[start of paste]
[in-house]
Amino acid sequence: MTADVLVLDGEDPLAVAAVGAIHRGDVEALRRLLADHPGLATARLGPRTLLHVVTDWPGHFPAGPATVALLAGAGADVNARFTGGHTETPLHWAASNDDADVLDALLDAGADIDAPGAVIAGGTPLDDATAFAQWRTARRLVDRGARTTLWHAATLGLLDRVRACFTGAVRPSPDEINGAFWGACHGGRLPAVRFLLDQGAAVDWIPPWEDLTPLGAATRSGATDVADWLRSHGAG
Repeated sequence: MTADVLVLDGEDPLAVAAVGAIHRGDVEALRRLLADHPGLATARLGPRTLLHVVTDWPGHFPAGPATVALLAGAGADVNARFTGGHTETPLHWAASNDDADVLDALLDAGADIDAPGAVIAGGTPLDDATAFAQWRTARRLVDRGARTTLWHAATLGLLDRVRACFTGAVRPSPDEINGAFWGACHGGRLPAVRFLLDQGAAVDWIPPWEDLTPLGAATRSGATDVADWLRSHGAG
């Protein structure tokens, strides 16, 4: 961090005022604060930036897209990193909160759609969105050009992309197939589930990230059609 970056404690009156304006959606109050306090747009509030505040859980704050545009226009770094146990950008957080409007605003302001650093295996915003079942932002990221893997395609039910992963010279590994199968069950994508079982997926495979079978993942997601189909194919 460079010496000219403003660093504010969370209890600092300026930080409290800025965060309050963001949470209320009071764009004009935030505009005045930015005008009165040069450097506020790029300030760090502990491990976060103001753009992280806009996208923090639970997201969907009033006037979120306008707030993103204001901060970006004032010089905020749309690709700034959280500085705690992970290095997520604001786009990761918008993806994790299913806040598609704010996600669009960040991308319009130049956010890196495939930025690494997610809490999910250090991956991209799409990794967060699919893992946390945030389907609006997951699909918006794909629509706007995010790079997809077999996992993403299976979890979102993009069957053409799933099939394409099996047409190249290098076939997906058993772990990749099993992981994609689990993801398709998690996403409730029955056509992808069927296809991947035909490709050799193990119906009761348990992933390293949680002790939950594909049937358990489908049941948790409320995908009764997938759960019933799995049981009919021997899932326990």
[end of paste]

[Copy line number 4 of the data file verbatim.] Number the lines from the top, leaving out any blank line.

């Protein structure tokens, strides 16, 4: 961090005022604060930036897209990193909160759609969105050009992309197939589930990230059609 970056404690009156304006959606109050306090747009509030505040859980704050545009226009770094146990950008957080409007605003302001650093295996915003079942932002990221893997395609039910992963010279590994199968069950994508079982997926495979079978993942997601189909194919 460079010496000219403003660093504010969370209890600092300026930080409290800025965060309050963001949470209320009071764009004009935030505009005045930015005008009165040069450097506020790029300030760090502990491990976060103001753009992280806009996208923090639970997201969907009033006037979120306008707030993103204001901060970006004032010089905020749309690709700034959280500085705690992970290095997520604001786009990761918008993806994790299913806040598609704010996600669009960040991308319009130049956010890196495939930025690494997610809490999910250090991956991209799409990794967060699919893992946390945030389907609006997951699909918006794909629509706007995010790079997809077999996992993403299976979890979102993009069957053409799933099939394409099996047409190249290098076939997906058993772990990749099993992981994609689990993801398709998690996403409730029955056509992808069927296809991947035909490709050799193990119906009761348990992933390293949680002790939950594909049937358990489908049941948790409320995908009764997938759960019933799995049981009919021997899932326990």